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Forum Post: Forensic panel to review final report on DPS crime lab debacle

Posted 1 year ago on April 5, 2013, 3:31 p.m. EST by GirlFriday (17435)
This content is user submitted and not an official statement

N.b., by my count, the number of convictions overturned so far based on this debacle is actually 17. The AP story adds that, "The Texas Rangers have also investigated Salvador. It's unclear if that investigation is still open or if he will be charged." But in fact the investigation is complete and last year a Harris County grand jury no-billed Mr. Salvador in the drylabbing episode. Losing his job was the only consequence he'll apparently face, no matter how deep the rabbit hole goes.

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12 Comments

12 Comments


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[-] 1 points by bensdad (8977) 1 year ago

This is why we need the death penalty -
then Texas would have less to worry about.
OR
we could just legalize drugs

[-] 1 points by GirlFriday (17435) 1 year ago

Decriminalization, fine. Legalization.......nah.

[-] 2 points by bensdad (8977) 1 year ago

I think virtually all drugs should be available by prescription for adults.
Imagine what would happen to America's crime rate & all of the drug crime in US & Mexico. I'd rather have an addict with a $1000 a year habit
rather than a $1000/week habit

If you only decriminalize possession, the dealers will still be killing people to supply it and the buyes will still have to be criminals to support their habit

[-] 0 points by frovikleka (2563) from Island Heights, NJ 1 year ago

The Innocent Project of Texas has been doing great work having exonerated its 49th person recently

They are based out of Princeton NJ, and Barry Scheck (of OJ fame) is the Co-Director

I have been trying to covince my PD daughter in AK that it would be a great place to apply to

So far, no luck :-(

~Odin~

[-] 1 points by GirlFriday (17435) 1 year ago

Well, you have to let her take her own path. She is more than likely going to take the path where she feels that she can make the greatest change. So, what do you think of the original post?

[-] 1 points by frovikleka (2563) from Island Heights, NJ 1 year ago

Yes I know that I have to let her take her own path GF. It's just i miss not being closer to my granddaughter, OK? ;-)

And now back to your "original post," Between shoddy lab work and prosecutorial misconduct, defendants can be really screwed

It's unclear to me if Salvador was just inept or tainted the evidence on purpose tho. Did i miss it?

Either way though if there is anyone who went to jail based on evidence that came out of the lab he worked at, they should be released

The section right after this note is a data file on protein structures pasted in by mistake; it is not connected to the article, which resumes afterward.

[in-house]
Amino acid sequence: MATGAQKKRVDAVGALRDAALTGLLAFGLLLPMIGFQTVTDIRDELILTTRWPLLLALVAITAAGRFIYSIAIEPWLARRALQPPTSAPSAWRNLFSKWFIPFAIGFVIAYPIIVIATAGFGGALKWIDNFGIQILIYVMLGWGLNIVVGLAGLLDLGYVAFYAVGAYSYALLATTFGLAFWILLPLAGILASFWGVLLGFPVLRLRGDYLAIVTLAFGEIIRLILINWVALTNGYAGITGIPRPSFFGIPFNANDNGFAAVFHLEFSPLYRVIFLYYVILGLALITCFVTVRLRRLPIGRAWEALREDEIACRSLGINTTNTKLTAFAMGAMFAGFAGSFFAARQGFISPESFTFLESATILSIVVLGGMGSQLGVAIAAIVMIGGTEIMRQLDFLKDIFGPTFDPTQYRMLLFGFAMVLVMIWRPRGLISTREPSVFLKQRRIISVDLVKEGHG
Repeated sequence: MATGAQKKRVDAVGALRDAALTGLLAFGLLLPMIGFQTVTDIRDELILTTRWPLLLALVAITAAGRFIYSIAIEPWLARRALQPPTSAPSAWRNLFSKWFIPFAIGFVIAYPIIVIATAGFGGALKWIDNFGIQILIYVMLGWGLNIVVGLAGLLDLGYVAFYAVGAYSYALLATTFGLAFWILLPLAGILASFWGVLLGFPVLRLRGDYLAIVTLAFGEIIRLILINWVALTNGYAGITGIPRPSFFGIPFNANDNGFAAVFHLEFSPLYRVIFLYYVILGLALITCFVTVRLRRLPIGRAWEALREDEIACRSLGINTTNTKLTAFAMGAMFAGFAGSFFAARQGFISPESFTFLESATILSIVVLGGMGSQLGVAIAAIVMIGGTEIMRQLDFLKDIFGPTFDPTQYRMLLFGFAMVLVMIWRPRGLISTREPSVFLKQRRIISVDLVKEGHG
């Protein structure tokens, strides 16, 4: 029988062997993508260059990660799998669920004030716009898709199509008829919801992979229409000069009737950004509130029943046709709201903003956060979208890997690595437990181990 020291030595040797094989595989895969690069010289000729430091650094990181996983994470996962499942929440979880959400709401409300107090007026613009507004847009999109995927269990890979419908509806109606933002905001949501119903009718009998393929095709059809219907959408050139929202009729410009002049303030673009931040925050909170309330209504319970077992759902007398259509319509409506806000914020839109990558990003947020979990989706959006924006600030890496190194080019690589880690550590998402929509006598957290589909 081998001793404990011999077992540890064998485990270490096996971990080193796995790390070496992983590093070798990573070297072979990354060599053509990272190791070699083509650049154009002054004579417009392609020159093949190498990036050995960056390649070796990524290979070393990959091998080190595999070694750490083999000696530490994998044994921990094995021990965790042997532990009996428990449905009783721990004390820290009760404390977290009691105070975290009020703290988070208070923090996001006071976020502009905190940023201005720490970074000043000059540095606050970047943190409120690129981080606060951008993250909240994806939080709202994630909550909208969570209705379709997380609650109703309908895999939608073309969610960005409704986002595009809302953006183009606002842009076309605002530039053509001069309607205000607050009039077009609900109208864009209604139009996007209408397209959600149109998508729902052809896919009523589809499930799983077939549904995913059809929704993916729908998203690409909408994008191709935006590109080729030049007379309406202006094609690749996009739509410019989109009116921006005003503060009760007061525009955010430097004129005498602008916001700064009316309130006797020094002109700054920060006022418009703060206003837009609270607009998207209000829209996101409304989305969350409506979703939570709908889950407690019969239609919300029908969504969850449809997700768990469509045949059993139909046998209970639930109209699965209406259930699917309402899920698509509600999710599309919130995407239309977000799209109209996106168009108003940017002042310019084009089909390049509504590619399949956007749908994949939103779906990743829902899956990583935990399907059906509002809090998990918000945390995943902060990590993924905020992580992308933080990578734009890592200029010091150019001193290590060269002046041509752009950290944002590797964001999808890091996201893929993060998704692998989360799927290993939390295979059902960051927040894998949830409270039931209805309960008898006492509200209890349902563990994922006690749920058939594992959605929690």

Wasn't their a simular systemic problem in the FBI lab 10-20 years ago that a whistle-blower uncovered?

The Innocent project also worked to exonerate a a man in Texas who was wrongfully convicted and spent 25 years in jail because of prosecutorial misconduct.

That is a real problem in this country that seldom comes to the light of day, as it is rare that prosecutors have to answer for any wrong-doing,

But in this case that prosecutor who is now a judge is being charged with purposely with-holding evidence that would have helped the defendant prove his innocence

The simple fact is that too many prosecutors in this country were/are more concerned with their conviction rates than anything else because that would propel them into a political career by a public who had swallowed up the fear they promoted in building the prison industrial complex

http://online.wsj.com/article/SB10001424127887324761004578284290119589584.html

~Odin~

[-] 2 points by GirlFriday (17435) 1 year ago

Salvadore replaced the results from one test to another. The investigation found one in three tests to contain errors. There are over 5,000 drug tests that may have been compromised. Grits count is 17 overturned.

[-] 1 points by frovikleka (2563) from Island Heights, NJ 1 year ago

I just came back from a Beyond The Bars community collaborative event at Columbia University

There were three 1 1/2 hour workshops that i attended, one on Visions for Moving forward (in the criminal justice system); then Another World In Our Hearts, Community Alternatives to Incarceration; and the last Dismantling the Intersection of Immigration and the Criminal Legal Systems: Builing an Immigrant Movement For Justice

It was really cool as there were people from the criminal justice system there, community group leaders, uni professors, and other people who had been incarcerated, either as moderators or on the panels

In Bernadette Dohrn's case, that girl is lucky that she still isn't in the clink. I mean holy shit, what a wild ride her life has been

~Odin~

[-] 0 points by frovikleka (2563) from Island Heights, NJ 1 year ago

OK thanks, i missed that. But what about prosecutorial misconduct, and them seldom having to answer for it

Many prosecutors as you probably know feel righteous in pursuing charges with flimsy evidence on people that may have less than a stellar past and/or are minorities

And very unfortunately many of these people awaiting trial in jail agree to plea deals because they see the deck is stacked aagainst them

~Odin~

[-] 1 points by frovikleka (2563) from Island Heights, NJ 1 year ago

Yes like "that" and "this," but the reason that they withhold eveidence in a lot of cases is because they are not interested in the pursuit of justice

They just want another notch on their belt to keep their conviction rate high, and often that is because they are dreaming of having political careers

~Odin~

[-] 2 points by GirlFriday (17435) 1 year ago

Yep. Well, it's already a political career. I would say that anytime they withhold justice they are not in pursuit of justice.

http://occupywallst.org/forum/who-polices-prosecutors-who-abuse-their-authority-/